Medieval English Poetry

The Middle English Poetry of Geoffrey Chaucer

14th century, Middle English. Numerous printed copies.

The wood is filled with animals of every description. Pythagoras is mentioned. The Phoenix is invoked.

'One of the first narrative poems that Geoffrey Chaucer composed was The Book of the Duchesse,' said Quintin. 'It was written for Edward III’s son John of Gaunt, who was grieving over the recent death of his wife Blanche. She had been twenty-nine years old. Chaucer begins by putting himself in the place of a man who cannot sleep. This was presumably one of the symptoms of John of Gaunt's extended grief. One sleepless night – Quintin turned to the book – the poet takes up a book to read. It is not a Christian religious work, perhaps surprisingly for the times, but Ovid’s Metamorphoses.

'The Roman poet Ovid, first century BC – he set down a lot of myths and stories about people changing into animals,' he said, looking up.

'I know,' replied Miranda.

'Chaucer told part of the story of Alcyone,' continued Quintin, turning to the book again. 'Alcyone, in Ovid's tale, was sent a nightmare about her husband who was at sea, went down to the shore and saw his body floating towards the beach. In grief, she flung herself from a breakwater and as she did so, she became a bird and the gods, having pity on her, turned her dead husband into a bird as well and they flew off together.'

'The poet was surprised to read of a god of sleep called Morpheus – surprised and intrigued given his state of insomnia – a god of sleep whom a goddess, Juno, could instruct to send a dream to Alcyone. When I had read the story of Ceyx and Alcyone thoroughly – says Chaucer – every bit of it: whan I had red this tale well, and overloked hit everydel – including the ending, therefore, which he doesn't tell, in fact – I thought it a wonder if it was true, for I had never heard of any gods who could make men sleep and wake. I knew only one God.'

'So why introduce them?' asked Miranda. 'And why mention Alcyone, who was turned into a bird, and not mention that she was turned into a bird?'

'Why indeed? Unless John of Gaunt already knew the story.' said Quintin. 'But the poet prays to the god Morpheus and to the goddess Juno and imediately falls asleep – in the poem – and dreams that he awakens into a space filled with birdsong. There is stained glass in the windows which, curiously, depict not Bible stories but ancient pagan myths. Hearing the sounds of a hunt leaving for the forest, the poet jumps out of bed, onto a horse, and overtakes a man with a hound on a leash. 'Who is hunting here?' the poet asks. 'The Roman Emperor Augustus,' comes the reply. Chaucer has transported us back to pre-Christian times.

'The poet follows the hunt, but the chase is abandoned. The deer has escaped. A dog leads Chaucer into a strange part of the forest and passing through a meadow filled with flowers, the domain of the goddess Flora and her consort Zephyrus, he enters a dark wood where all the animals are hiding. Here, propped against a tree, he finds a man lamenting the loss of his wife, Blanche, the name of John of Gaunt's deceased wife. Long soliloquies follow. The man at first is unaware of the poet, 'for he had well nigh lost his mind, although Pan, whom men call the god of nature, was angry that he grieved so much.' Hints are dropped. He wants to die for grief: 'I would have it, but it will not take me. This is my pain without remedy; always dying, and never to be dead.' Sisyphus is mentioned – Sisyphus of Greek mythology, who was fated by the gods to roll a stone from the bottom of a hill to the top, only for it to come crashing eternally back down again and for the labour to have to begin anew. What better analogy for reincarnation could there be? Pythagoras is invoked, Pythagoras the ancient Greek philosopher who believed in the reincarnation of humans into animals. The Phoenix is summoned, to describe not rebirth but Blanche's perfection: 'Truly, she was to my eye the solitary Phoenix of Arabia, for there only ever lived one, and Blanche too was unique.'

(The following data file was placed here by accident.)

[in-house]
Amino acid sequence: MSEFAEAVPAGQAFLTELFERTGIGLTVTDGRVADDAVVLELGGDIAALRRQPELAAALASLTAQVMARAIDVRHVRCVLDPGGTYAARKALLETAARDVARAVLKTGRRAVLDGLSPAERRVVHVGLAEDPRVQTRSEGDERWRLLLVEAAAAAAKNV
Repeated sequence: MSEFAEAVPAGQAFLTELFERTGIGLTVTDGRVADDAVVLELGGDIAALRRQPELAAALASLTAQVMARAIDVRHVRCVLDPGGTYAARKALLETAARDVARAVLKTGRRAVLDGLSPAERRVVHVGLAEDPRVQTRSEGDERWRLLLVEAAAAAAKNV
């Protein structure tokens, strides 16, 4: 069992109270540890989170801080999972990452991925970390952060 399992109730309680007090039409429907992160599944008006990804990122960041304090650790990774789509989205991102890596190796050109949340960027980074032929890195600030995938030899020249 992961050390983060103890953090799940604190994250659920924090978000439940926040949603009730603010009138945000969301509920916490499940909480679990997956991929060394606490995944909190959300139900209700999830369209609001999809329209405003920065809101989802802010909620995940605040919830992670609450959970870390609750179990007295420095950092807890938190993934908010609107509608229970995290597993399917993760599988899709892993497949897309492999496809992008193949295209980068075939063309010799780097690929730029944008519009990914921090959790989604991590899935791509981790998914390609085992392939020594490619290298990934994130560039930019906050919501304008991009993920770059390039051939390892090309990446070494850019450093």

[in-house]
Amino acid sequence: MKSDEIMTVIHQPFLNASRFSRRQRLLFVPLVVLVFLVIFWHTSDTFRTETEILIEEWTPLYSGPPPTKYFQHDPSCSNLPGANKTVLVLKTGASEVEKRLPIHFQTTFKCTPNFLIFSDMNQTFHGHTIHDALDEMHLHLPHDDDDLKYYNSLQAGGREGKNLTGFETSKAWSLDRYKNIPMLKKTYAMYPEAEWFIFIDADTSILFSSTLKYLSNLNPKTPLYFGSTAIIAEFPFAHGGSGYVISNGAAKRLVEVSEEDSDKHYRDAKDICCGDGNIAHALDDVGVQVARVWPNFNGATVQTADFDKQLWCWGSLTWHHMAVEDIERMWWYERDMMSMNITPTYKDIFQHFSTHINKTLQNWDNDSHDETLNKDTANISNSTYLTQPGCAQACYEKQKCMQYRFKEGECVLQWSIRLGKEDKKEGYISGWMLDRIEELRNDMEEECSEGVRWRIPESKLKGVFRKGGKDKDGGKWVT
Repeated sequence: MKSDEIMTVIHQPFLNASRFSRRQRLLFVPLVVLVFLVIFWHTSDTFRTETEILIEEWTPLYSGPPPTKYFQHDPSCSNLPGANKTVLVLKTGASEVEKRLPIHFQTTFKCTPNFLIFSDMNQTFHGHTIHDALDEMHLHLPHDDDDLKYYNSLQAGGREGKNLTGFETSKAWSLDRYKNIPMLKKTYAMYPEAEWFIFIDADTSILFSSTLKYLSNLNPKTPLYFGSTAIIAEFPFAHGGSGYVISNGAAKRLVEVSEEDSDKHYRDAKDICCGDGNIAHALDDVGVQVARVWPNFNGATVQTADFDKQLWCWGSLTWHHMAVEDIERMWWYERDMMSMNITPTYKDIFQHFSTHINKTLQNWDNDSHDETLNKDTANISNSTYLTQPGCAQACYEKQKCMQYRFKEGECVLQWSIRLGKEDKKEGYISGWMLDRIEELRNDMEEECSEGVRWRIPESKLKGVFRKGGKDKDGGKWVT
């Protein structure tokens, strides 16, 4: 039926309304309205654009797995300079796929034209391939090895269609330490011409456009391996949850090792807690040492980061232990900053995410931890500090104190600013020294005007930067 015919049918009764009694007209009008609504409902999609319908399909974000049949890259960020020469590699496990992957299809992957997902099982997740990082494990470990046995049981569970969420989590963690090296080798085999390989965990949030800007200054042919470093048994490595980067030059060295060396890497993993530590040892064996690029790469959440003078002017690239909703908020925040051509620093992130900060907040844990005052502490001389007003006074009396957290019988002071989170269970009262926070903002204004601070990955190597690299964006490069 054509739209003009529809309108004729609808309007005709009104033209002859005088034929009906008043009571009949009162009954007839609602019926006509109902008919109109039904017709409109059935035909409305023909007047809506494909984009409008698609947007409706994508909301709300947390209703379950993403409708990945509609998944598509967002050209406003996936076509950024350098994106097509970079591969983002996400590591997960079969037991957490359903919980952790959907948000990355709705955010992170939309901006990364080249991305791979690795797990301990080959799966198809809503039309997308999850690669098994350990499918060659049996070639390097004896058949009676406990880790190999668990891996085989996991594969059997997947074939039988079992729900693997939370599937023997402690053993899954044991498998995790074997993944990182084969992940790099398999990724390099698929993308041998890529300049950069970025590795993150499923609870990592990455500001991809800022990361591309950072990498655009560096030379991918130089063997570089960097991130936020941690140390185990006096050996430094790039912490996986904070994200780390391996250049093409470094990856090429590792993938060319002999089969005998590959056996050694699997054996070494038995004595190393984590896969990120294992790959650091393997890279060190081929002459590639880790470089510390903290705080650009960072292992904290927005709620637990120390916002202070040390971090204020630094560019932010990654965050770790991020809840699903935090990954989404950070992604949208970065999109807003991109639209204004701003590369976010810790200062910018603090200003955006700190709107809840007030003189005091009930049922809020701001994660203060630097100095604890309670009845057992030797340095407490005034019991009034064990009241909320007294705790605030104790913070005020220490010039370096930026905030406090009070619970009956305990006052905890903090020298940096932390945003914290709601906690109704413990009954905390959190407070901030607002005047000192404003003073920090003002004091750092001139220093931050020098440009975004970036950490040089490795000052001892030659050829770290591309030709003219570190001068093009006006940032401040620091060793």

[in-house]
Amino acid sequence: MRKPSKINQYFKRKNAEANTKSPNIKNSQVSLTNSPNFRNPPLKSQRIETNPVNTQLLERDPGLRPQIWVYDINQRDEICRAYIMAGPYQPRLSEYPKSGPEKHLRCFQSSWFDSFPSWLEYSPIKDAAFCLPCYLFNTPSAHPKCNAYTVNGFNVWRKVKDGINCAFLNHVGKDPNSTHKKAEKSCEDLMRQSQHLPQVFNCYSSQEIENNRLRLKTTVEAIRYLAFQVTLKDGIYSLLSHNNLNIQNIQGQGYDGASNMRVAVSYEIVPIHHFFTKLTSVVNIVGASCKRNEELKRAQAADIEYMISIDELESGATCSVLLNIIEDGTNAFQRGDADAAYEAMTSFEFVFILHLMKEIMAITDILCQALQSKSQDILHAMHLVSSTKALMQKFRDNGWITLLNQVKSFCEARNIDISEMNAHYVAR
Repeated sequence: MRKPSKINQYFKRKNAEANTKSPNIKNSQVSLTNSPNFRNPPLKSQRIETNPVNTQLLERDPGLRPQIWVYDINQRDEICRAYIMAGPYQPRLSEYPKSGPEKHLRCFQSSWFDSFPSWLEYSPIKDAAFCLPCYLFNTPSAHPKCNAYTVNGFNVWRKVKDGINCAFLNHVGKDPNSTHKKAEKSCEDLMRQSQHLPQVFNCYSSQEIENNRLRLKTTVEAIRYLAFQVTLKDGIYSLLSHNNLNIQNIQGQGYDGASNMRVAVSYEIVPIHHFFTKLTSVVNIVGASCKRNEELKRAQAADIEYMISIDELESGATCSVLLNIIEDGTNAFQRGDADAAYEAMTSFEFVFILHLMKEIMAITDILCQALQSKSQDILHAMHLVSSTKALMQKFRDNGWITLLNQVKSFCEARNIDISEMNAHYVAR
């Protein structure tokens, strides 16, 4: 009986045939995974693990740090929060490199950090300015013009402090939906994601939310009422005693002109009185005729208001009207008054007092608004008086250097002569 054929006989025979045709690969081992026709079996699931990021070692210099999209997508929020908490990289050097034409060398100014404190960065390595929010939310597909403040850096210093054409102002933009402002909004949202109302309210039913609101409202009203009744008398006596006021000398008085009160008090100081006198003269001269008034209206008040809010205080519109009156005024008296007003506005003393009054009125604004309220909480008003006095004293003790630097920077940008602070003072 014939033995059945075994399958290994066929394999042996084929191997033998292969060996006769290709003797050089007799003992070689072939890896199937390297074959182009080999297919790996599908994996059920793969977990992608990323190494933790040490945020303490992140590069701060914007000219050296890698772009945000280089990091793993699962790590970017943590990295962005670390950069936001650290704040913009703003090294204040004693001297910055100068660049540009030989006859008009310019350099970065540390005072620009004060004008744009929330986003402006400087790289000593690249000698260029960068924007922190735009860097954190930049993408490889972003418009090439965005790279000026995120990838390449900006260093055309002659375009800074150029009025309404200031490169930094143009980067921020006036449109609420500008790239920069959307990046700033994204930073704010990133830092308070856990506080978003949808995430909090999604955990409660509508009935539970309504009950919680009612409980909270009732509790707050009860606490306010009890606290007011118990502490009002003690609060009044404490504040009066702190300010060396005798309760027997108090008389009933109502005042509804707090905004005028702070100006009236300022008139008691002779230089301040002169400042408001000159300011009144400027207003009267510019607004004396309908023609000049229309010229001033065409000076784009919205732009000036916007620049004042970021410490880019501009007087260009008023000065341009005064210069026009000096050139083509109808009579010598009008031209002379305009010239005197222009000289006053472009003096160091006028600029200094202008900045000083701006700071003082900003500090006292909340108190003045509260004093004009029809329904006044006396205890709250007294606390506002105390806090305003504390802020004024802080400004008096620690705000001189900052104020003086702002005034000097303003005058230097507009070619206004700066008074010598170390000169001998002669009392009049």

'The Phoenix, as everybody knows, is the legendary bird that rises from its own ashes. Ovid describes it in his Metamorphoses, in words attributed to Pythagoras, who noticed that everything in this world changes and grows from one thing into another. The only exception, he said, is a bird the Assyrians call the Phoenix; a living thing that reproduces itself without any outside help. It feeds on sap and, when five hundred years have passed, builds a nest of exotic bark at the top of a palm tree and there dies. Out of its body a new Phoenix is born, and when it is strong enough, the little one carries the nest up to the city of the sun before returning to the Earth. Thus its tomb is its cradle.

'Geoffrey Chaucer ends the Book of the Duchesse by requiring the bereaved knight simply to face up to the truth. In a forest of animals, in which the hunted deer has escaped and where 'many a hart and many a hind were all around me,' where there are fawns, deer, 'and many squirrels that sit high up in the trees... it was so full of animals...'; in this forest, with Ovid's Metamorphoses to the fore, the poet makes the Roman knight face up to the fact that his lady Blanche is dead, and that, like the deer, he must let her go.'

Chaucer's poem The Book of the Duchesse recounted from: Skeat, Walter W, edited from numerous manuscripts, 1912, reprinted 1973. Chaucer: Complete Works. Oxford University Press, with reference to The Riverside Chaucer, 2008 Edition, Oxford University Press. The Book of the Duchesse, written c. 1369.

Dead and yet alive

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